The limitation on railroad rates depreciated the value of railroad securities, and meant that railroads stopped ordering new equipment, including locomotives. This may have been a factor in precipitating the Panic of 1907, which in turn disrupted finance and investment in new plants. Both of these events had a direct negative effect on the railroad industry, especially the locomotive builders. 
Baldwin's locomotive output dropped from 2,666 in 1906 to 614 in 1908. The company cut its workforce from 18,499 workers in 1907 to 4,600 the following year. Baldwin's business was further imperiled when William P. Henszey, one of Baldwin's partners, died. His death left Baldwin with a US$6 million liability. In response, Baldwin incorporated and released US$10 million worth of bonds. Samuel Vauclain wanted to use these funds to expand Baldwin's capacities so it would be prepared for another boom. While other Baldwin officers opposed this expansion, Vauclain's vision won out; Baldwin would continue to expand its Eddystone plant until its completion in 1928. By 1928, the company moved all locomotive production to this location, though the plant would never exceed more than one-third of its production capacity.
Baldwin was an important contributor to the Allied war effort in World War I. Baldwin built 5,551 locomotives for the Allies including separate designs for Russian, French, British and United States trench railways. Baldwin built railway gun carriages for the United States Navy and manufactured 6,565,355 artillery shells for Russia, England and the United States. From 1915 to 1918, Remington Arms subcontracted the production of nearly 2 million Pattern 1914 Enfield and M1917 Enfield rifles to the Baldwin Locomotive Works. Baldwin expanded their Eddystone, Pennsylvania, shop opened in 1905 into the Eddystone Arsenal which manufactured most of these rifles and artillery shells before being converted to locomotive shops when the war ended.
After the end of World War I Baldwin continued to supply export orders, as the European powers strove to replace large numbers of locomotives worn out by the war effort and European locomotive factories were still re-tooling from armaments production back to railroad production. In 1919 and 1920 Baldwin supplied 50 4-6-0 locomotives to the Palestine Military Railway that became the Palestine Railways H class.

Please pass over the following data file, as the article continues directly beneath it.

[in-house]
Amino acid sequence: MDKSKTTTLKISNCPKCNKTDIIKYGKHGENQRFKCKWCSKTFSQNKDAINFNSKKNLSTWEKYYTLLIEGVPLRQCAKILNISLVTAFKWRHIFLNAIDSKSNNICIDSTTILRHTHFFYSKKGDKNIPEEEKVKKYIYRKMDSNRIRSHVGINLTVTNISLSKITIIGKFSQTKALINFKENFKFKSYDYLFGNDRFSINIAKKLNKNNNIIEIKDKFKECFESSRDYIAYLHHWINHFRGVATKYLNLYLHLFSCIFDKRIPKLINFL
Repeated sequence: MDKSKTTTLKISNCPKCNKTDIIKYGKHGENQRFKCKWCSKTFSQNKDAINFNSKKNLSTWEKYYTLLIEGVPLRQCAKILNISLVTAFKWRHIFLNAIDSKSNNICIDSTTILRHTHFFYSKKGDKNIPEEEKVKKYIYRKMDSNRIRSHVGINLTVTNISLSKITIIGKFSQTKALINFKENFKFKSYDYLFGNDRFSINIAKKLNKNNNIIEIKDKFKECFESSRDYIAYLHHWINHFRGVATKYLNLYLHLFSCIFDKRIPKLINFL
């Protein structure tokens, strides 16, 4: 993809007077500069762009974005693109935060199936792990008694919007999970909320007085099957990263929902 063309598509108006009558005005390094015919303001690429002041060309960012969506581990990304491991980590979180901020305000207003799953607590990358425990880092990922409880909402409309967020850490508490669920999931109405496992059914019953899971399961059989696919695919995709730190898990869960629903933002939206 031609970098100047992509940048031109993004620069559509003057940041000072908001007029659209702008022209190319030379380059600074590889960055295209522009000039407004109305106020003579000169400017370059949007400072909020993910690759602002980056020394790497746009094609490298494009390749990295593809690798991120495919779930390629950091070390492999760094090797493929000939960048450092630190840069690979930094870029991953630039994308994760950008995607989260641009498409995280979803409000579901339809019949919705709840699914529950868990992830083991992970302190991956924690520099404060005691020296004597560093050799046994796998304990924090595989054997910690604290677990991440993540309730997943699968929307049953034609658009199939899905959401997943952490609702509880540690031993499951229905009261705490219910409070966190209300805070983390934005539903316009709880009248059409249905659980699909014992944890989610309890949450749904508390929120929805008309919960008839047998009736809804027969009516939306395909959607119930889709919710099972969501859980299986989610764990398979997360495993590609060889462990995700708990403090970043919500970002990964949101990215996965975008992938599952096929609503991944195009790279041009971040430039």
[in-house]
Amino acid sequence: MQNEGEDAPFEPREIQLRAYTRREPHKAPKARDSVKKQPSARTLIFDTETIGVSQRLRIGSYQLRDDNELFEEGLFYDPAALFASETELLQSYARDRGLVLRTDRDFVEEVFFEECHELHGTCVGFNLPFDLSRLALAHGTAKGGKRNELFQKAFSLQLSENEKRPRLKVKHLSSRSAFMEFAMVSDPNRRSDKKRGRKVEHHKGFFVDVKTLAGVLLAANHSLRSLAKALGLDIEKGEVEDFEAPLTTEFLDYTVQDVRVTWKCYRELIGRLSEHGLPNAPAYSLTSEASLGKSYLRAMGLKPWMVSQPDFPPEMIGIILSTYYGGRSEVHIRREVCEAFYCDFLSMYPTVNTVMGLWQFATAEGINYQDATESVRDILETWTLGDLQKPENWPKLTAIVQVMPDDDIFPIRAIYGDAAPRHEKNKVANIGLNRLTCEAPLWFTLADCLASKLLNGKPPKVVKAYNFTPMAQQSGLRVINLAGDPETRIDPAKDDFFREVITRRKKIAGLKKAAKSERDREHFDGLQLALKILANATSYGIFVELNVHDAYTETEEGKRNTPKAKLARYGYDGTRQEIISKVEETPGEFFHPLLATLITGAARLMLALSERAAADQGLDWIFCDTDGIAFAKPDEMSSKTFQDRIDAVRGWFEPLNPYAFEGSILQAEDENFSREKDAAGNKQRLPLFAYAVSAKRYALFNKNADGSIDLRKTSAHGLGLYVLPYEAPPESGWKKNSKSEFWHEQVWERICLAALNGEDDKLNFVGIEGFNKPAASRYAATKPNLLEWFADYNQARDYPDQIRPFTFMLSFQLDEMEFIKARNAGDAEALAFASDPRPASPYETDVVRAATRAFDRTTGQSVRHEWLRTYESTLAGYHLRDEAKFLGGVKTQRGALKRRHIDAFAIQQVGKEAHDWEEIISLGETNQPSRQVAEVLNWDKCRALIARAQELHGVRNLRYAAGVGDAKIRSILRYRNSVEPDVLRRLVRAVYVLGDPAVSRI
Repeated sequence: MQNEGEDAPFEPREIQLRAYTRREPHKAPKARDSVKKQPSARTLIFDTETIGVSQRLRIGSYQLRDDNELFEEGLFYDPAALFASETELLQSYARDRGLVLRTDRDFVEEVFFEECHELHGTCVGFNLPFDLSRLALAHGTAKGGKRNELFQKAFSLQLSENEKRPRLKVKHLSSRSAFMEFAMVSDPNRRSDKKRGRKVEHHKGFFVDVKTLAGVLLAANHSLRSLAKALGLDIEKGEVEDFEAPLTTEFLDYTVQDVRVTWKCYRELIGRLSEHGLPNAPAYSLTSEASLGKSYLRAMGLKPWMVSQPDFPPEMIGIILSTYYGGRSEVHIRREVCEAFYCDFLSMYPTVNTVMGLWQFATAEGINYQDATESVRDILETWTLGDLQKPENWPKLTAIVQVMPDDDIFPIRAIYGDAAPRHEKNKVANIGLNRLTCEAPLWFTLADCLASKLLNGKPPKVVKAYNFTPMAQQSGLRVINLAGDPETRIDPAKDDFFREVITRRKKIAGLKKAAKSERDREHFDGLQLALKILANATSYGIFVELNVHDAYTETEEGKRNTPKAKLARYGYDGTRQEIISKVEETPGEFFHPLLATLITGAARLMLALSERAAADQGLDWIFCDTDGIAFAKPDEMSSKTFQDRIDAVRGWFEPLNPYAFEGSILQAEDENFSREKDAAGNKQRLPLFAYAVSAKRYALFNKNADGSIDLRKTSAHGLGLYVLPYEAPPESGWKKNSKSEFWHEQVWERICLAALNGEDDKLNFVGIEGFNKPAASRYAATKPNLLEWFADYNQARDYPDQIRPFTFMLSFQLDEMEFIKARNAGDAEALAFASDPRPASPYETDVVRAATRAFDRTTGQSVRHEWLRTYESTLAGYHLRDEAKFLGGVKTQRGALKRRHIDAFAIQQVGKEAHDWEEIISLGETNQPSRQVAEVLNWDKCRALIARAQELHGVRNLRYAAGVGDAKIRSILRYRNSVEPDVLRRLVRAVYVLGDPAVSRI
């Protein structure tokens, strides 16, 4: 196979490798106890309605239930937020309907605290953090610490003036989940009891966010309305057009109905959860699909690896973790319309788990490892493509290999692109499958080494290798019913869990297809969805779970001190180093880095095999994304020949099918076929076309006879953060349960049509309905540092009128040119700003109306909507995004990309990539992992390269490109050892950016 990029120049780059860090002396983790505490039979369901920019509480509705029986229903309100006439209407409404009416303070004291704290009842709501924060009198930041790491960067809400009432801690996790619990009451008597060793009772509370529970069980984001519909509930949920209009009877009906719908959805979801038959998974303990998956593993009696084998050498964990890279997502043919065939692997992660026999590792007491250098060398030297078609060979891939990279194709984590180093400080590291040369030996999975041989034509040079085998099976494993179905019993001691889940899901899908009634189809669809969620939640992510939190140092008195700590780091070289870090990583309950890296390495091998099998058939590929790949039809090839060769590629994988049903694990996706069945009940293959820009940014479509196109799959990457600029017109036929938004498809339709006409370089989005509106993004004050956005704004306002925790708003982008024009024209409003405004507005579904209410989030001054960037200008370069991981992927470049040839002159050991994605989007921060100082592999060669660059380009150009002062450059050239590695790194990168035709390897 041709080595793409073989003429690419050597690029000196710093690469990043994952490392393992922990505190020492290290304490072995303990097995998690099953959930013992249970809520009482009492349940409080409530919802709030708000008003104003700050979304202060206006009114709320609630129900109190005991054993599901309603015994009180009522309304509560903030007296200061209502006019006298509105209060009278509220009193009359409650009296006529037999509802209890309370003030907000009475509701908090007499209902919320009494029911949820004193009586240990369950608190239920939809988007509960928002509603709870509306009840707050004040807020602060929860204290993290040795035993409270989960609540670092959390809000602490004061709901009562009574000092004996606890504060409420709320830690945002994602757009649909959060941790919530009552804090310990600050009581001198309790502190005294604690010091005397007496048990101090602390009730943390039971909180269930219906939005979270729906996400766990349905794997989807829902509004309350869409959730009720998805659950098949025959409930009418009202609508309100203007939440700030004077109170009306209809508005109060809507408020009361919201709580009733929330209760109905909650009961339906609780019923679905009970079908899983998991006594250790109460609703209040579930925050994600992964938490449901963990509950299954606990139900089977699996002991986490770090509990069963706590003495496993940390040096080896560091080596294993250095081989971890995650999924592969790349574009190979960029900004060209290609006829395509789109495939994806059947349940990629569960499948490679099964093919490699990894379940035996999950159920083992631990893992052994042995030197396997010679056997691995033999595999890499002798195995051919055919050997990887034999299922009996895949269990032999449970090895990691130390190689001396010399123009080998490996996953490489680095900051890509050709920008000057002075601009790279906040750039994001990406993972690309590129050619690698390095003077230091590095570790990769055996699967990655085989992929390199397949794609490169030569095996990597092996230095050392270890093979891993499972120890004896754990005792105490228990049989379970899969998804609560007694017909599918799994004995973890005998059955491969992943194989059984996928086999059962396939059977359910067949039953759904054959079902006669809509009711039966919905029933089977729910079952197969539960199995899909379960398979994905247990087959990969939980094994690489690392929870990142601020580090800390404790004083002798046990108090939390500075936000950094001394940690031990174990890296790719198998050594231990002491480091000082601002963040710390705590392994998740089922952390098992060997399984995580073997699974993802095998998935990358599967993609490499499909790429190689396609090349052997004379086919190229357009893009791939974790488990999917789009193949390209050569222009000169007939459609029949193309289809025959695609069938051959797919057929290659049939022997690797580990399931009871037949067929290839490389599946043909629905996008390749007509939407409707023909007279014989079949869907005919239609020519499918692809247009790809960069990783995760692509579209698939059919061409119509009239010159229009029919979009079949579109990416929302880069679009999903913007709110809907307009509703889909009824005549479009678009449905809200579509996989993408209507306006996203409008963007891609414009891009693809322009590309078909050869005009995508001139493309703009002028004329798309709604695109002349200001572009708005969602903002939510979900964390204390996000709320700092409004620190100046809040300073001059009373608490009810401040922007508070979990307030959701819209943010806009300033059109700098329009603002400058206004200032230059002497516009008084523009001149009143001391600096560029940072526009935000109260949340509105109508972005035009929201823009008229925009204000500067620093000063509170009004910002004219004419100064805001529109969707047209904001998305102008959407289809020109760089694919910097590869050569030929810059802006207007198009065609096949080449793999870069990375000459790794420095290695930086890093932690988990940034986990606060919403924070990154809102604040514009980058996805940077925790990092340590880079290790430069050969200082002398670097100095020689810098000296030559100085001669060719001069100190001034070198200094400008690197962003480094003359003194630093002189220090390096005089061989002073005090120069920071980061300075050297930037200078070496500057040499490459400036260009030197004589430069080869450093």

After the boom years of World War I and its aftermath, Baldwin's business would decline as the Great Depression gripped the country and diesel locomotives became the growth market on American railways towards the end of the 1930s. During the 1920s the major locomotive manufacturers had strong incentives to maintain the dominance of the steam engine. The Baldwin-Westinghouse consortium, which had produced electric locomotives since 1904, was in fact the first American locomotive builder to develop a road diesel locomotive, in 1925. Its twin-engine design was not successful, and the unit was scrapped after a short testing and demonstration period. Westinghouse and Baldwin collaborated again in 1929 to build switching and road locomotives (the latter through Baldwin's subsidiary Canadian Locomotive Company). The road locomotives, Canadian National class V1-a, No. 9000 and No. 9001, proved expensive, unreliable, frequently out of service, and were soon retired. Westinghouse cancelled its efforts in the diesel locomotive field with the onset of the Great Depression, opting to supply electrical parts instead. The early, unsuccessful efforts of Baldwin-Westinghouse in developing diesel-electric locomotion for mainline service led Baldwin in the 1930s to discount the possibility that diesel could replace steam. In 1930 Samuel Vauclain, Chairman of the Board, stated in a speech that advances in steam technology would ensure the dominance of the steam engine until at least 1980. Baldwin's Vice President and Director of Sales stated in December 1937 that "Some time in the future, when all this is reviewed, it will be found that our railroads are no more dieselized than they electrified". Baldwin had deep roots in the steam locomotive industry and may have been influenced by heavy investment in its Eddystone plant, which had left them overextended financially and operating at a fraction of capacity as the market for steam locomotives declined in the 1930s.